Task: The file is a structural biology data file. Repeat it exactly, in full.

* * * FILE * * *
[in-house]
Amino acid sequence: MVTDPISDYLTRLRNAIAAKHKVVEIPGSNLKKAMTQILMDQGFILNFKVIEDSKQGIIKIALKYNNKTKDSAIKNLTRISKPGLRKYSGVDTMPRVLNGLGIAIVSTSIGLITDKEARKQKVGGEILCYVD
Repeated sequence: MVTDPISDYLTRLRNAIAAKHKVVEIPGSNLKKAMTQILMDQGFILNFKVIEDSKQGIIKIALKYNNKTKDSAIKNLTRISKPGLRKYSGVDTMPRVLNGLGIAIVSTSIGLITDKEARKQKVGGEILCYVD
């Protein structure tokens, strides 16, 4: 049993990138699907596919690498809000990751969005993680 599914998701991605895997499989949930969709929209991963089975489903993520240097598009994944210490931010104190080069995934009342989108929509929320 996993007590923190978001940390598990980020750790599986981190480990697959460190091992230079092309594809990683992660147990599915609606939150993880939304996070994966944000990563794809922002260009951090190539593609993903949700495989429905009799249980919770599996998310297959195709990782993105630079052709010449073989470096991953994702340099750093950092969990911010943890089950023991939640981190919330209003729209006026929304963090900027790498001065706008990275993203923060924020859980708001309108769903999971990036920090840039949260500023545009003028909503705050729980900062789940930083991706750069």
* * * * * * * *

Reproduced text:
[in-house]
Amino acid sequence: MVTDPISDYLTRLRNAIAAKHKVVEIPGSNLKKAMTQILMDQGFILNFKVIEDSKQGIIKIALKYNNKTKDSAIKNLTRISKPGLRKYSGVDTMPRVLNGLGIAIVSTSIGLITDKEARKQKVGGEILCYVD
Repeated sequence: MVTDPISDYLTRLRNAIAAKHKVVEIPGSNLKKAMTQILMDQGFILNFKVIEDSKQGIIKIALKYNNKTKDSAIKNLTRISKPGLRKYSGVDTMPRVLNGLGIAIVSTSIGLITDKEARKQKVGGEILCYVD
């Protein structure tokens, strides 16, 4: 049993990138699907596919690498809000990751969005993680 599914998701991605895997499989949930969709929209991963089975489903993520240097598009994944210490931010104190080069995934009342989108929509929320 996993007590923190978001940390598990980020750790599986981190480990697959460190091992230079092309594809990683992660147990599915609606939150993880939304996070994966944000990563794809922002260009951090190539593609993903949700495989429905009799249980919770599996998310297959195709990782993105630079052709010449073989470096991953994702340099750093950092969990911010943890089950023991939640981190919330209003729209006026929304963090900027790498001065706008990275993203923060924020859980708001309108769903999971990036920090840039949260500023545009003028909503705050729980900062789940930083991706750069």